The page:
I was not sure why I was so emotionally affected by the tabloid attention last week, but I found myself reading comments that were not only callous and cruel but uninformed as to recovery and relapse and addiction. You see, when my son died there were no callous comments, at least not out loud. There were overheard whispers of “Did you hear?” “Wonder what happened?” “What can you expect, he lived in New York.” There were the southern “Bless her heart” comments. Here in the South, we show support for a family’s loss by bringing them food. Everyone has a signature homemade warm casserole, specialty BBQ, fried chicken, collards or a special dessert. Concerned friends and relatives shower the bereft family with food resulting in leftovers piling up in the refrigerator. The phone rings with sympathy calls and we show our respect and love to the family by going to the funeral home, waiting in long lines to comfort them. It is what we do—to be respectful and kind and treat the grieving with dignity.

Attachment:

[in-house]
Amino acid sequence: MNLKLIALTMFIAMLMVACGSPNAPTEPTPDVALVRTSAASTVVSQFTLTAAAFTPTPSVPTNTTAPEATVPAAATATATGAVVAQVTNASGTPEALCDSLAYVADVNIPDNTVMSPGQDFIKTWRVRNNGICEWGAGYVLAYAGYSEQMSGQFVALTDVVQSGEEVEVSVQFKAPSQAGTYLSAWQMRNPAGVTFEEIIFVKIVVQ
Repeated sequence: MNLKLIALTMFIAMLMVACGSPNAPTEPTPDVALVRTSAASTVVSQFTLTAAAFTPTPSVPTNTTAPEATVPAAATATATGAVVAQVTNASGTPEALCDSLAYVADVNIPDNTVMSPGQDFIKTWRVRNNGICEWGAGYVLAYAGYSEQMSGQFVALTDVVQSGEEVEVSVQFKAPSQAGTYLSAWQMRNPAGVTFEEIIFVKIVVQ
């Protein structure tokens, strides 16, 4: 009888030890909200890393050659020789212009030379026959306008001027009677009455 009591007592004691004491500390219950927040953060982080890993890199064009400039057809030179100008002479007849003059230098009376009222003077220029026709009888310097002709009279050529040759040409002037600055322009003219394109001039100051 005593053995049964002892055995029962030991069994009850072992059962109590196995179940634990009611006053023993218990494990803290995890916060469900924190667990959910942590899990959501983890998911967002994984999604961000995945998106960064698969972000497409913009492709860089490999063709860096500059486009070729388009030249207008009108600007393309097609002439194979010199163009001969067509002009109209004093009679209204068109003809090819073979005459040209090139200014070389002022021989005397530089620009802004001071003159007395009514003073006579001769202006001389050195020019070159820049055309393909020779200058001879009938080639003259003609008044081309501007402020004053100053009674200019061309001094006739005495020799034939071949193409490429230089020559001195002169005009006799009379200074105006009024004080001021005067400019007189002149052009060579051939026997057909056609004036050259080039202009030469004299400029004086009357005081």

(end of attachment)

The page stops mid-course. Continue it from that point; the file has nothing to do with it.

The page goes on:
This did not happen with my son. There were no phone calls. No worried concerns. No warm casseroles. My next door neighbor—a "friend" for 30 years— announced, as I was walking out to get the mail, that she wasn’t going to participate in the food train because she didn’t think we needed “all that food.” After I told her my son died of a heroin overdose, she put up a five foot privacy fence between our properties. We have not spoken since.
A week after my son's funeral a neighbor came to the door with a cake. I invited her in and she asked, “What is it that your son did in New York?” After I explained the work he did with Hepatitis C patients who were IV drug users and sex workers and his harm reduction philosophy, she quickly cleared her throat and left. When I returned the cake pan with a gift for her thoughtfulness, she didn’t come to the door.
Last week I sucked in my breath when I saw that image—a spoon with heroin and a lighter underneath it that read “Candlelight vigil for Phillip Seymour Hoffman.” Even in a closed web site support group that I belong to for parents grieving the loss of children to overdose, there was bickering over whether addiction is a choice or a disease. I saw a rawness that I was not aware of.